The USC Career Center, in conjunction with Spark SC and the Marshall School of Business, hosted a panel discussion about startup companies in the Annenberg West lobby on Thursday evening. The event walked students through various facets of the entrepreneurial process, specifically discussing the nature of success and values.
Spark SC is a team of student innovators hosted by Career Fest, in part of the Explore@4 series, which connects students with top professionals and alumni in various career fields.
The discussion was moderated by Paul Orlando, a venture partner and adjunct professor at the Lloyd Greif Center for Entrepreneurial Studies. The panel consisted of a variety of startups, including Originate, a software product strategist company, and Flipagram, a video-creating startup that uses photos from smartphones to create stories.
Calvin Legassick, a member of the Spark SC planning committee, discussed how the concept of startups is often misconstrued.
“I think for most students, the idea of startups is this nebulous concept that some people do when they start companies like Facebook, and that dropouts don’t really happen to anybody,” Legassick said, “But that’s not really the right picture.”
During the discussion, the panelists spoke about what it was like for them to work at a startup for the first few years.
Tasha Choi, founder and chief executive officer of Tackl, discussed why her role as CEO does not define a specific set of duties. Tackl is an online platform that hosts innovation competitions to encourage up-and-coming innovators to solve problems and make change happen.
“We joked that CEO is the chief everything officer,” Choi said. “I literally do everything from management to being my own driver. We only have five people, so we’re ready to do anything and everything.”
Scott Sebelius, director of engineering at Originate, revealed how he at first didn’t realize that he needed to be invested in every aspect of his startup. Sebelius explained how the secret to a successful startup is to be proactive and to seek out the right mentor to make impactful changes.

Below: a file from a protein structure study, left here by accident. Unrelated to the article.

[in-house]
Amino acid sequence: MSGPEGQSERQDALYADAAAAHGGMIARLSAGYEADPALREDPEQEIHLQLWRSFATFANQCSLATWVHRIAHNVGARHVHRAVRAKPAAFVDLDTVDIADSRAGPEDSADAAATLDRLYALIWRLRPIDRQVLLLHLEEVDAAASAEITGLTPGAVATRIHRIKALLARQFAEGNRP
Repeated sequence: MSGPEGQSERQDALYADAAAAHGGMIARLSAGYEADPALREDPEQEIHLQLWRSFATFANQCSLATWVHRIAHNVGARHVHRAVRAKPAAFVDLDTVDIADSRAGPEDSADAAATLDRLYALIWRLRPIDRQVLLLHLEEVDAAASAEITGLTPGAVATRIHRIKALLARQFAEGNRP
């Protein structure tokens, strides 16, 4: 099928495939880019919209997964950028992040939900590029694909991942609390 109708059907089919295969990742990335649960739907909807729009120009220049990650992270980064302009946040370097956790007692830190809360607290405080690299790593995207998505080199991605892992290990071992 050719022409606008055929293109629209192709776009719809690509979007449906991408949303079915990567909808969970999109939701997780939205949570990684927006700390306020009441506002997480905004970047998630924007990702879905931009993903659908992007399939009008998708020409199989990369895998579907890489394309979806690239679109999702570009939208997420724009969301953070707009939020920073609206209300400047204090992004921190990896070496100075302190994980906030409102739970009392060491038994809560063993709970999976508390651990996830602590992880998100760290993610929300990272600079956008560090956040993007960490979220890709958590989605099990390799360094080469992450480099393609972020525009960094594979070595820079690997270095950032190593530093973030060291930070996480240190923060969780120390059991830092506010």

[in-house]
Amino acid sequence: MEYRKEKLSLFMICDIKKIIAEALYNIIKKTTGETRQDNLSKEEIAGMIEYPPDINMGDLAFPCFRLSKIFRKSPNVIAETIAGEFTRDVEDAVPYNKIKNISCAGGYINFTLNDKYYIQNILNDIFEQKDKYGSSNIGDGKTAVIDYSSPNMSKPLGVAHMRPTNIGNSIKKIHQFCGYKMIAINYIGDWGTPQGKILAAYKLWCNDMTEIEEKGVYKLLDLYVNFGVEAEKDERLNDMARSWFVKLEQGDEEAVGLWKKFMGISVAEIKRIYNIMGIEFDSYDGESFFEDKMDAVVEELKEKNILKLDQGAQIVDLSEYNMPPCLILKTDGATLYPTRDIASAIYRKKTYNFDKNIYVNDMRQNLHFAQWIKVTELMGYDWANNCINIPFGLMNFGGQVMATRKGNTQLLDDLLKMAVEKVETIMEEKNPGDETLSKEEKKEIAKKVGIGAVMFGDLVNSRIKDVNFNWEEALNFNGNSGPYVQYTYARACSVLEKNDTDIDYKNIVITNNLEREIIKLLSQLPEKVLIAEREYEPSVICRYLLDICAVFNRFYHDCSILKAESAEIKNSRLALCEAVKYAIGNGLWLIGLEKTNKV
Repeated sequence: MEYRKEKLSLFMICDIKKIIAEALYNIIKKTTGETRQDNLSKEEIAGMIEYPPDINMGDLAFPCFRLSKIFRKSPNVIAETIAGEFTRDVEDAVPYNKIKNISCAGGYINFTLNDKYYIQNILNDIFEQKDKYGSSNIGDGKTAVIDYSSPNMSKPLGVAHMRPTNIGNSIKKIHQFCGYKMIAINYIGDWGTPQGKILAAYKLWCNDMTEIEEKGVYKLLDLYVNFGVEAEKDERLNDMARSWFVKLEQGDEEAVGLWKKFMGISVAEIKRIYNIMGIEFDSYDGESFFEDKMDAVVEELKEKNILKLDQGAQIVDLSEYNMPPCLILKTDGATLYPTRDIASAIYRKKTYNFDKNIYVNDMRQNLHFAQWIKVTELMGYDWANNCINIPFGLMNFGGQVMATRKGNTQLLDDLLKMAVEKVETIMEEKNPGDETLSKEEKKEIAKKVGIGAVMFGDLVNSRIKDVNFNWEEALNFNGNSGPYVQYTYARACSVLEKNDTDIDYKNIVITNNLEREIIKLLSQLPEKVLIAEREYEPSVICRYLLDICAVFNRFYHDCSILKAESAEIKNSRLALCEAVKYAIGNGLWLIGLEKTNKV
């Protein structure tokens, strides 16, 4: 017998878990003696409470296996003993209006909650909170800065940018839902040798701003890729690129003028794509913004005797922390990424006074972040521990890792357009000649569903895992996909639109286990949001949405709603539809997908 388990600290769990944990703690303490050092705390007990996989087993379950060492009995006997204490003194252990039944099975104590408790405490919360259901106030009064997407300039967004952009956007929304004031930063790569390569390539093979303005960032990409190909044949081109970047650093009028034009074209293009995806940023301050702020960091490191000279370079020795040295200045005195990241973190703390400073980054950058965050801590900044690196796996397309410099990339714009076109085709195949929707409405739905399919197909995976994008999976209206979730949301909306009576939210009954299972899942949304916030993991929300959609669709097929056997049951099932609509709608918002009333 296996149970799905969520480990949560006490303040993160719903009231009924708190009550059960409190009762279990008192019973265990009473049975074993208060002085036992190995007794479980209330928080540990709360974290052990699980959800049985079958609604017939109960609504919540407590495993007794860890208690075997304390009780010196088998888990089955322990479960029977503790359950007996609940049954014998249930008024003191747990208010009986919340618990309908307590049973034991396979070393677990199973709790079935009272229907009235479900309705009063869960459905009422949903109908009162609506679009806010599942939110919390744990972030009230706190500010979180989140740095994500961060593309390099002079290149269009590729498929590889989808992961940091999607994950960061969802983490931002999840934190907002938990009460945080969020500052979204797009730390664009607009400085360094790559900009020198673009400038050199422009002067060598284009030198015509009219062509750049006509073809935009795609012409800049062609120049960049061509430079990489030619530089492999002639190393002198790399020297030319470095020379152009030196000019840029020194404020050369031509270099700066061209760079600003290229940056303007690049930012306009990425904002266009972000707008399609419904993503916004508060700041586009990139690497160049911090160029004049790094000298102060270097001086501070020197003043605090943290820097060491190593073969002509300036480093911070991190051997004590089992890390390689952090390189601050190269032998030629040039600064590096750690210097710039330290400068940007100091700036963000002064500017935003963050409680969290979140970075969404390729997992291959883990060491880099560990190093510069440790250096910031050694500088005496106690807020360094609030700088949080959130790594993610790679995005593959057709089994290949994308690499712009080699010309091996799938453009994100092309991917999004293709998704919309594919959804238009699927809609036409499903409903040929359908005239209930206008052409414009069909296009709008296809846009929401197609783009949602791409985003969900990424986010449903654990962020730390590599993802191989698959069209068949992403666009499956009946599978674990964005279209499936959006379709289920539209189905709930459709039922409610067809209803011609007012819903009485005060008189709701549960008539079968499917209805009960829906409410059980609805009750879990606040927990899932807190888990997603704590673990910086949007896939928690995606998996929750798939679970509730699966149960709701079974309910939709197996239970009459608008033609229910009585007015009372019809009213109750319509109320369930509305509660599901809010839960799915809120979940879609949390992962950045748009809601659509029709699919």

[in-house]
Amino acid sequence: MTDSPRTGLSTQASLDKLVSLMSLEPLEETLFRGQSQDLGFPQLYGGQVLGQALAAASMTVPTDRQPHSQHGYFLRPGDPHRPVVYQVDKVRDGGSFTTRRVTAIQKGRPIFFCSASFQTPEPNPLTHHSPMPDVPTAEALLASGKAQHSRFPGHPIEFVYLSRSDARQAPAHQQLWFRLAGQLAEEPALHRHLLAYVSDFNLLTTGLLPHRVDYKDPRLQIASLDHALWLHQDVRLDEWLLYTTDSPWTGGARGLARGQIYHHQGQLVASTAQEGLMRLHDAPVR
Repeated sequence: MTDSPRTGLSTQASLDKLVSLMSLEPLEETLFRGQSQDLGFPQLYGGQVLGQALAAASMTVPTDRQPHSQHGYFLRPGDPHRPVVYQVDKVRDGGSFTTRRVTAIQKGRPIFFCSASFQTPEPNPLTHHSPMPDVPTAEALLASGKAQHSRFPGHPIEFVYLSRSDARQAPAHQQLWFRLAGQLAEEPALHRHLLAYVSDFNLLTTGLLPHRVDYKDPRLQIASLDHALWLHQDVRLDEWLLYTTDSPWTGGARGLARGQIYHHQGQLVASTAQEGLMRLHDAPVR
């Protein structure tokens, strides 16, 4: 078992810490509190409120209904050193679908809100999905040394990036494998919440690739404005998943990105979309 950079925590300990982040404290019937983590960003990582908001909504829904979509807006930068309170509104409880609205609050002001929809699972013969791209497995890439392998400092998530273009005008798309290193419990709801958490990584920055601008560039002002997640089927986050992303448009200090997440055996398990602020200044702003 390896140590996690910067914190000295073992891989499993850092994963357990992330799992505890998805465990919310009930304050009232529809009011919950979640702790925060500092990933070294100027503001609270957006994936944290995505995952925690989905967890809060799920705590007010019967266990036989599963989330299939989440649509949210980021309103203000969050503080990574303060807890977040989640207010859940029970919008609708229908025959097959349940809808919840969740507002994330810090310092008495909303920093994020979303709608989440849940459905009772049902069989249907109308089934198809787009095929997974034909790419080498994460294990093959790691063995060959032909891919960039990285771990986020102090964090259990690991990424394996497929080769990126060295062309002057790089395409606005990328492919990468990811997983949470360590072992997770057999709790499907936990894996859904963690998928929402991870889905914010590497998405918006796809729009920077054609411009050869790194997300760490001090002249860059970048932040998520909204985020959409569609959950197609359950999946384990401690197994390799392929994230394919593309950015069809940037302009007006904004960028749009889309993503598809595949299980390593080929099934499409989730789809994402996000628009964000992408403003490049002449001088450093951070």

David Ginchansky, senior career counselor at the USC Career Center, referred to startups as a booming industry.
“Startups are really big right now, people either want to know how to get into small business, or they want to be the entrepreneurs themselves,” Ginchansky said. “So being able to bring panelists to campus who do that type of work to share their experiences and advice is what Explore@4 is all about.”
Curran Mahowald, a senior majoring in French and linguistics, thought that the panelists gave helpful advice to students hoping to become entrepreneurs in the future.
“I really liked the quote, ‘If you’re looking for funding, ask for advice. If you’re looking for advice, ask for funding,’” Mahowald said. “I also liked their advice to go to a hackathon or a startup weekend because I had not been aware that startup weekends existed, and I didn’t even know it was a good idea for me to go to either of those things.”
The panelists also emphasized that passion is the driving force in startups.
“We really encourage students who are interested in being entrepreneurs to take advantage of the different resources available to them on campus. Whether it would be student organizations such as Spark SC or offices such as the USC Career Center,” Ginchansky said.
Jean Zhang, a senior majoring in psychology, commented on the importance of passion while creating a startup.
“The most interesting fact I learned today is that passion really stands out when you want to get involved. It really doesn’t matter what your background is, because you can build that, but you really do need the passion there,” said Zhang.
Legassick said that the panel is beneficial because it gives students interested in becoming entrepreneurs an idea of the process ahead.
“There is a lot to be done in Los Angeles; there are so many opportunities for students to get involved in the startup industry in L.A.,” Legassick said. “I think this event is important because it provides exposure to something I think students think is not tangible or have access to.”